Searching with a thematic focus on Nutrition specific interventions, Nutrition
Showing 31-40 of 268 results
- DocumentResearch on Poverty Alleviation, Tanzania, 2009This brief examines the status of nutrition in Tanzania. Despite improvements between 1999 and 2004/05, data clearly show that the prevalence of child undernutrition remains high in Tanzania and malnutrition begins at an early age.DocumentInstitute of Development Studies UK, 2014This case study of a Tanzanian food processing business analyses the potential of mid-sized businesses toDocumentInstitute of Development Studies UK, 2014In Nigeria, undernutrition is causing vast social and economic damage. To address this, poor people must have better access to a diet rich in essential nutrients. Markets are a key source of food for a growing proportion of poor people, but a number of constraints prevent businesses from providing nutrition-rich foods that reach the poorest communities.Document
Engaging fathers and grandmothers to improve maternal and child dietary practices: Planning a community-based study in western KenyaAfrican Journal of Food, Agriculture, Nutrition and Development, 2015Fathers and grandmothers are key family influencers who have an impact on maternal and child health. This paper describes the planning, design, and implementation of a four -phased evaluation study on the impact of engaging fathers or grandmothers in improving diets of mothers and feeding practices of infants and young children in a rural setting in western Kenya.DocumentHealth and Education Advice and Resource Team, 2016This report identifies research on the outcomes of school feeding programmes which are mixed but largely positive. Some programme costs and design considerations are presented which provide lessons for sustainability and affordability. Some cost-benefit analyses are also included and trade-offs discussed. Key points for consideration in programme design include:Document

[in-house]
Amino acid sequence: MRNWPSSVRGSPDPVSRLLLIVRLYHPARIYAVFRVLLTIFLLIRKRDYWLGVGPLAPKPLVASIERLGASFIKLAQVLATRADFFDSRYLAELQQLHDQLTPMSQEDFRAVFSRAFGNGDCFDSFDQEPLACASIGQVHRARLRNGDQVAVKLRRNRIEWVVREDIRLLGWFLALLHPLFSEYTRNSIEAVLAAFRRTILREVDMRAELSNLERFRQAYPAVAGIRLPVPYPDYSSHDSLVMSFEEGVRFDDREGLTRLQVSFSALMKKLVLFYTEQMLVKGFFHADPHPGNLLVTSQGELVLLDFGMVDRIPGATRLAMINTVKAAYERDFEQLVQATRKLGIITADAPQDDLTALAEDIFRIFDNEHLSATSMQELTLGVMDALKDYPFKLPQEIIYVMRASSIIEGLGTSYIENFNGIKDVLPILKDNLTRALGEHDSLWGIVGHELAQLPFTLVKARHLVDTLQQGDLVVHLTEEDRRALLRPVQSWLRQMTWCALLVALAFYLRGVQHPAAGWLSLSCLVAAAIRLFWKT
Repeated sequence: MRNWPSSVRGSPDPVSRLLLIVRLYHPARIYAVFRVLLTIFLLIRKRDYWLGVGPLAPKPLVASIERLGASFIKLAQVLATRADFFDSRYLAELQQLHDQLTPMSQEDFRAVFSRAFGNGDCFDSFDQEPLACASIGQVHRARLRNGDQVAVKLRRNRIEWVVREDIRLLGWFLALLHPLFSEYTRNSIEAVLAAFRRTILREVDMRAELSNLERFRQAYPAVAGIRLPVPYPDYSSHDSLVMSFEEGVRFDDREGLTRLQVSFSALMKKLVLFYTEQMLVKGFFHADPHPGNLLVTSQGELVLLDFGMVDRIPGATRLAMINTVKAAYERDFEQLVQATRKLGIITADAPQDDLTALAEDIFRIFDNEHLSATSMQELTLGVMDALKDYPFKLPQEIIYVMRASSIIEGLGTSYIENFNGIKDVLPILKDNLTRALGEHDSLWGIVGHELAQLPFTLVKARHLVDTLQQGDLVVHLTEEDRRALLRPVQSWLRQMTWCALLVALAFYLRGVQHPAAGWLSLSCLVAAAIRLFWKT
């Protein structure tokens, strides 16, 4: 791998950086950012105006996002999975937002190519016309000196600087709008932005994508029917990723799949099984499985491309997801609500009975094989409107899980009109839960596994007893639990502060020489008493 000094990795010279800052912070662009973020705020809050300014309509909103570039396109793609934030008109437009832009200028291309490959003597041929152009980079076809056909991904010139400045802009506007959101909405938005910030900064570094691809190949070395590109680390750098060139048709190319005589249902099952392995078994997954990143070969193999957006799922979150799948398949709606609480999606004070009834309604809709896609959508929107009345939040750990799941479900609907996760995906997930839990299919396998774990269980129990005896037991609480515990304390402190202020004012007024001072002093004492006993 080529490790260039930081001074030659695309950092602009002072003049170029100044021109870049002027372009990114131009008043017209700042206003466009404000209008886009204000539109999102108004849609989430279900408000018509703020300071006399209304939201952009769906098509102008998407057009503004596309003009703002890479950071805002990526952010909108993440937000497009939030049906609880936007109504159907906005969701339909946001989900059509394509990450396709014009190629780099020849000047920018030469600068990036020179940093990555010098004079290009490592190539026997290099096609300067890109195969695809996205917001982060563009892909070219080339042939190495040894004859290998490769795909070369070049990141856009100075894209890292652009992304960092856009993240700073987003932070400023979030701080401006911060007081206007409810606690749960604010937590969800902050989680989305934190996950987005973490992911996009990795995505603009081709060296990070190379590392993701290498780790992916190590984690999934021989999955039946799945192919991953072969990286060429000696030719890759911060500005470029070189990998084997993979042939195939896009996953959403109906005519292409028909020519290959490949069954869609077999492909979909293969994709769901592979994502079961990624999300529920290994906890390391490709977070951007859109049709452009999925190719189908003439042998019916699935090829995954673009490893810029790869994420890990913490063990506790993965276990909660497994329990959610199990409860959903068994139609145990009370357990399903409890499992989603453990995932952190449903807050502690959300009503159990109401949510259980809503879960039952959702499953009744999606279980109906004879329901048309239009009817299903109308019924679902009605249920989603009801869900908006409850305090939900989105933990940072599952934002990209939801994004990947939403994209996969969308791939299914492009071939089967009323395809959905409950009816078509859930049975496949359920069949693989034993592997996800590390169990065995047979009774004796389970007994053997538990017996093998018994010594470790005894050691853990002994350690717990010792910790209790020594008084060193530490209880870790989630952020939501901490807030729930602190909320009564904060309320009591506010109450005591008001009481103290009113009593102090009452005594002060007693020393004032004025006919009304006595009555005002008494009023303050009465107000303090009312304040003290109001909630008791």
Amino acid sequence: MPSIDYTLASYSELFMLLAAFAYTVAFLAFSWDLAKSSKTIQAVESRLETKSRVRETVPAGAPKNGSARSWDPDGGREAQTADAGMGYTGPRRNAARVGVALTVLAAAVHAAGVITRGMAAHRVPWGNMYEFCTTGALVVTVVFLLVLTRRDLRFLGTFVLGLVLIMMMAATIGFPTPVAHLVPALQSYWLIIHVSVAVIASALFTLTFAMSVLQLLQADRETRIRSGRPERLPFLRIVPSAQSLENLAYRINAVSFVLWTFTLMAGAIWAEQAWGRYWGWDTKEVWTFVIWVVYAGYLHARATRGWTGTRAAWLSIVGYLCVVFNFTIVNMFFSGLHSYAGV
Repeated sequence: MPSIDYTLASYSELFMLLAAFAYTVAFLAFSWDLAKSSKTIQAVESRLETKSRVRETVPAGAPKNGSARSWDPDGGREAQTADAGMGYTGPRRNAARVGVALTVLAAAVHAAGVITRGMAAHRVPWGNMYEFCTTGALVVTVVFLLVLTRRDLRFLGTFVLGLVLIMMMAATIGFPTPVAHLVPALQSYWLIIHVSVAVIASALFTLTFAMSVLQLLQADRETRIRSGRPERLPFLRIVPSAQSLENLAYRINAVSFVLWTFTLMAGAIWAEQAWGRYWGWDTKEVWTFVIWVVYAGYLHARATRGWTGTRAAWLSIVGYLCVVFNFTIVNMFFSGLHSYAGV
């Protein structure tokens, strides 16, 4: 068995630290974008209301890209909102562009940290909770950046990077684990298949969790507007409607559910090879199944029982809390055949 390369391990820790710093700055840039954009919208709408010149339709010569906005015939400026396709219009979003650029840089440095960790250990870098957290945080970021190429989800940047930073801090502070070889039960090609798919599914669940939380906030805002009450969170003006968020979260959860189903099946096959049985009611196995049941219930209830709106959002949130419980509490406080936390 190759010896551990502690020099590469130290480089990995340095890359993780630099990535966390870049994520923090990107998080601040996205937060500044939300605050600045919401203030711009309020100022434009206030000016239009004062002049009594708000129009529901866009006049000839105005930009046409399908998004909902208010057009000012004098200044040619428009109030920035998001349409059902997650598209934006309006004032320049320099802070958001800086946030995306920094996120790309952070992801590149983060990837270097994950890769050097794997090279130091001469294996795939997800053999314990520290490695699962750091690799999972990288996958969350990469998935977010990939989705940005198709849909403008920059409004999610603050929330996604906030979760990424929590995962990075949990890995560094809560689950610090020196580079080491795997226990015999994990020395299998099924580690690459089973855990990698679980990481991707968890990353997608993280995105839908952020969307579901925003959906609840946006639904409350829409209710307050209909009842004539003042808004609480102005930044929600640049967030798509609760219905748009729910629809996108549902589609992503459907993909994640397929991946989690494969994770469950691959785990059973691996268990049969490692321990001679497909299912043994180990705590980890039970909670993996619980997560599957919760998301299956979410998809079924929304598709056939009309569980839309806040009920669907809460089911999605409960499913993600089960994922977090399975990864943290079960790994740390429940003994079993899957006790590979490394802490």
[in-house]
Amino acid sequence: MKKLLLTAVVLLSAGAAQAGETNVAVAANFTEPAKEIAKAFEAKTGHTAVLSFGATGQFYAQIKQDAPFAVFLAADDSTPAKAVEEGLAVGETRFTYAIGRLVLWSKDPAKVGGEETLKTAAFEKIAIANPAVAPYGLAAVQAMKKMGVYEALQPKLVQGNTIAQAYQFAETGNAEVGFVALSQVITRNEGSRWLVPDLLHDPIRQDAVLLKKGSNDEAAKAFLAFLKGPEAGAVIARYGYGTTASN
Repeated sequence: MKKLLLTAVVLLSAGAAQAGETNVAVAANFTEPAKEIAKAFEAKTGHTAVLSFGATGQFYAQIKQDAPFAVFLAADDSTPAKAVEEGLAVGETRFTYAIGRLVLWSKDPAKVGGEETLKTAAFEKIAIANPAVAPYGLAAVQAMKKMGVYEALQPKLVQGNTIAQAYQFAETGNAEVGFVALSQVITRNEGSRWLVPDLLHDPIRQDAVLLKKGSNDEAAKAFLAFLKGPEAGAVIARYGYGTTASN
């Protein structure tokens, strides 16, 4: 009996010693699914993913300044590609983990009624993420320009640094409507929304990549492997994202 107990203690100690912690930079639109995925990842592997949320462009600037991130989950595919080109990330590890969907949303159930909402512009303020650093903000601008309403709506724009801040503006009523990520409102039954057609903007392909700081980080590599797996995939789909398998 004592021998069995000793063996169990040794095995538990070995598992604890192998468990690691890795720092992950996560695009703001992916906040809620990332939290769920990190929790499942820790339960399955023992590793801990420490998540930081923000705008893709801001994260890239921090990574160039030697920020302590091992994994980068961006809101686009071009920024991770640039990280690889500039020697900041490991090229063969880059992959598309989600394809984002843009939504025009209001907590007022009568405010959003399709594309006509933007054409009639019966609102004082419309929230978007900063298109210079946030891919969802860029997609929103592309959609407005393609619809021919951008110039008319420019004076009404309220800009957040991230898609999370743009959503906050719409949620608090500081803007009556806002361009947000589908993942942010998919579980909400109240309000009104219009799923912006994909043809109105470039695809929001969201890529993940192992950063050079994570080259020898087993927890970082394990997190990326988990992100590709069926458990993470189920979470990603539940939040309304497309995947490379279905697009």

Researchers from Ahmadu Bello University receive grant for research on long-term outcomes of Community-based Management of Acute Malnutrition (CMAM) programmeOperational Research and Impact Evaluation, 2015Every year about one million children under five years of age die in Nigeria. Malnutrition contributes to nearly half of these deaths.DocumentOperational Research and Impact Evaluation, 2015This briefing reviews aspects of nutrition sector governance, which are supported by the DFID funded programme Working to Improve Nutrition in Northern Nigeria (WINNN) implemented by UNICEF, Save the Children and Action Against Hunger, in partnership with the Government of Nigeria.Document
Thirty-five years later: evaluating effects of a quasi-random child health and family planning programme in BangladeshInternational Initiative for Impact Evaluation, 2015Improving the health and nutrition of young children is important not only for immediate well-being, but also because it is believed to reduce poverty in the long-run through improved human capital. Many programs such as Head Start and Conditional Cash Transfer (CCT) programs rely on this postulated link.DocumentInstitute of Development Studies UK, 2015The treatment and prevention of severe acute malnutrition via the CMAM programme is one of four outputs of the UK Department for International Development funded Working to Improve Nutrition in Northern Nigeria (WINNN) programme. This output aims to deliver effective treatment for severe acute malnutrition through local health systems in collaboration with communities.DocumentHelpAge International, 2015Older people (generally defined as people aged sixty years and older) are a vulnerable group for malnutrition in humanitarian and developmental contexts. Due to their age they have specific nutritional needs, such as easily digestible and palatable food adapted to those with chewing problems, which is dense in nutrients.